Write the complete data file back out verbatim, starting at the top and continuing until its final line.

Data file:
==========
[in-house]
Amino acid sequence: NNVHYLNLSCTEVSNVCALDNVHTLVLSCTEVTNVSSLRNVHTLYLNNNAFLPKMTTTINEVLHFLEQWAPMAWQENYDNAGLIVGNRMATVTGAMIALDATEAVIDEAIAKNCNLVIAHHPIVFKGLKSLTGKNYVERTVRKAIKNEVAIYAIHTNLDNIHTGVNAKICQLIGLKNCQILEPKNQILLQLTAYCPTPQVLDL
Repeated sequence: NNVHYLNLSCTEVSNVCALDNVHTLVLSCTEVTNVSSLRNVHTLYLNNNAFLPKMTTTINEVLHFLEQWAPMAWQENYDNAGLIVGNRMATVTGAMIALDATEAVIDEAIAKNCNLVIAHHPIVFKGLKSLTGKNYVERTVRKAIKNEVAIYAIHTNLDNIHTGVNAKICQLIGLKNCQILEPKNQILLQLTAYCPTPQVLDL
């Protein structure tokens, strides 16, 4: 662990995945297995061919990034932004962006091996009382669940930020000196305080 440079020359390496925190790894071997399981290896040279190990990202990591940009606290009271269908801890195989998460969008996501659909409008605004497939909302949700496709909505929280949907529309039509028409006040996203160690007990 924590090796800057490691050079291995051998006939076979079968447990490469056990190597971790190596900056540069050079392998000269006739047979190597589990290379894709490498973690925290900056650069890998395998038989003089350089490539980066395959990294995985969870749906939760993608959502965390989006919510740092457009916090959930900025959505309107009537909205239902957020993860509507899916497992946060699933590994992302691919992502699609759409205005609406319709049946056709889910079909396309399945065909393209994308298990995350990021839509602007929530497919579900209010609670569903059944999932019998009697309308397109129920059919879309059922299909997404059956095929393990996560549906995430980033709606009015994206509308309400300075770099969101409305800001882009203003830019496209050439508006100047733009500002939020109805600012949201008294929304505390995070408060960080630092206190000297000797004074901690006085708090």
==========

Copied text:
[in-house]
Amino acid sequence: NNVHYLNLSCTEVSNVCALDNVHTLVLSCTEVTNVSSLRNVHTLYLNNNAFLPKMTTTINEVLHFLEQWAPMAWQENYDNAGLIVGNRMATVTGAMIALDATEAVIDEAIAKNCNLVIAHHPIVFKGLKSLTGKNYVERTVRKAIKNEVAIYAIHTNLDNIHTGVNAKICQLIGLKNCQILEPKNQILLQLTAYCPTPQVLDL
Repeated sequence: NNVHYLNLSCTEVSNVCALDNVHTLVLSCTEVTNVSSLRNVHTLYLNNNAFLPKMTTTINEVLHFLEQWAPMAWQENYDNAGLIVGNRMATVTGAMIALDATEAVIDEAIAKNCNLVIAHHPIVFKGLKSLTGKNYVERTVRKAIKNEVAIYAIHTNLDNIHTGVNAKICQLIGLKNCQILEPKNQILLQLTAYCPTPQVLDL
């Protein structure tokens, strides 16, 4: 662990995945297995061919990034932004962006091996009382669940930020000196305080 440079020359390496925190790894071997399981290896040279190990990202990591940009606290009271269908801890195989998460969008996501659909409008605004497939909302949700496709909505929280949907529309039509028409006040996203160690007990 924590090796800057490691050079291995051998006939076979079968447990490469056990190597971790190596900056540069050079392998000269006739047979190597589990290379894709490498973690925290900056650069890998395998038989003089350089490539980066395959990294995985969870749906939760993608959502965390989006919510740092457009916090959930900025959505309107009537909205239902957020993860509507899916497992946060699933590994992302691919992502699609759409205005609406319709049946056709889910079909396309399945065909393209994308298990995350990021839509602007929530497919579900209010609670569903059944999932019998009697309308397109129920059919879309059922299909997404059956095929393990996560549906995430980033709606009015994206509308309400300075770099969101409305800001882009203003830019496209050439508006100047733009500002939020109805600012949201008294929304505390995070408060960080630092206190000297000797004074901690006085708090």